A friend of mine decided it was time to move on from his current long-term job. We were chatting about what he was going to do next. He wasn’t exactly asking me for advice, but I was giving it to him anyway :) It felt weird because he has done many more things than I have, worked for huge companies, small companies, consulted, etc. Still, it seemed he was unsure of what he should do next. The best advice I could come up with was “Be Promiscuous.”
When you don’t know what you want in life, the best thing to do is try a bunch of things quickly. In our society, promiscuity gets a bad rap. I think, as time goes on the stigma associated with promiscuity decreases. Our grandparents picked a company and stuck with them. Back then, you didn’t experiment - you were a company man and, as such, you were rewarded for that loyalty.
Times change. In most cases you are rewarded for jumping between companies. Constantly proving yourself over and over. By far the best way to get a raise or more responsibility is to find a new job. When an employer sees someone that has been successful again and again, their confidence increases. Crazily, they don’t reward the people who stick with them long term. I assume they do a calculation in their head about how likely a person is to leave vs how much it would cost to insure the person stays. When employers think in aggregate about talent retention, they tend to undervalue individuals. Everyone understands that people come and go. Employers know that getting 12 months of a successful engineer’s time is better than getting 4 years from someone who can merely keep their job.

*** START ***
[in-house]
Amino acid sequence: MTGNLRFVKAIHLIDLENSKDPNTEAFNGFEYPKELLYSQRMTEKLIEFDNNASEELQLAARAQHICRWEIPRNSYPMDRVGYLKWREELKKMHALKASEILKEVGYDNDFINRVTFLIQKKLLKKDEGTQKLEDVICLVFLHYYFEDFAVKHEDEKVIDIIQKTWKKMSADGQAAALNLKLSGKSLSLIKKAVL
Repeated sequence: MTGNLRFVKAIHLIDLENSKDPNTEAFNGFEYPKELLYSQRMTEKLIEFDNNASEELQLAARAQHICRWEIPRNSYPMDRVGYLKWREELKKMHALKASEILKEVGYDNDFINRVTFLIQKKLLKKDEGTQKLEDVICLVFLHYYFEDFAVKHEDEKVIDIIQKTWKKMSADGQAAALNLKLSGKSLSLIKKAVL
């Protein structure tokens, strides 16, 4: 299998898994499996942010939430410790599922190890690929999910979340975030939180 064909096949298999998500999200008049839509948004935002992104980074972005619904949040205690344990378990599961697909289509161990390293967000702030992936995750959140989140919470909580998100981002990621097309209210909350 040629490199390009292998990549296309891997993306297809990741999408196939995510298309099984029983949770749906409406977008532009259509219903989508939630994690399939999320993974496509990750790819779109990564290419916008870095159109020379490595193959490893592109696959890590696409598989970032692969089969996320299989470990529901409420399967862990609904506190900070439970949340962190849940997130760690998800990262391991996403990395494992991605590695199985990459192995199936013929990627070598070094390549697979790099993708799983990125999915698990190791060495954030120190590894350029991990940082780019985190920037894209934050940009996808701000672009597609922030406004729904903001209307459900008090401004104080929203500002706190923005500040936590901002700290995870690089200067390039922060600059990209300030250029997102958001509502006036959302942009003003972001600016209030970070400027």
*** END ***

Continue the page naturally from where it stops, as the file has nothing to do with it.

Similar to life, the best time in a career to experiment is when you are younger. You need to figure out what you actually want to do with your life. Do you crave solving hard problems? Or is making people’s lives easier more important to you? Maybe an easy job, so you can take care of your family is best for you. You should experiment with the tools you use and the domains you work in. You should try anything you think you might like, and only change when you are bored, unhappy or generally feel stuck. When you make a change, at least have a vague understanding of how the change helps you accomplish one of your goals. If your change isn’t working for you, start over at square one.
Even if you are not young you should feel free to experiment with your career. It can seem like there is risk in switching jobs, but think how easy it is to get a new job with the skills you already know. Now consider how much easier it will be to find a job with the new skills you will learn. There is a saying, “the best time to plant a tree is 20 years ago, but the second to best time to plant one is now.”
I used to worry that switching jobs so often would reflect poorly on me in interviews. However, no one has ever asked me why I switched jobs so often, but it might be because I usually stay at least a year in a position. That is how long it takes me to get bored. Sometimes I stayed longer, if I was interested. Ultimately as I advance in my career, I value the feeling of change above all. Contracting was the perfect fit for that, you get to work with a team for awhile, learn from them, and when they don’t need you anymore you get to move on; no hard feelings.
I may end up taking a full time job again some day. I may end up starting a company and cursing all my employees who leave with their “institutional knowledge.” But ultimately doing my best work depends on me being motivated and happy. Until then, promiscuity awaits.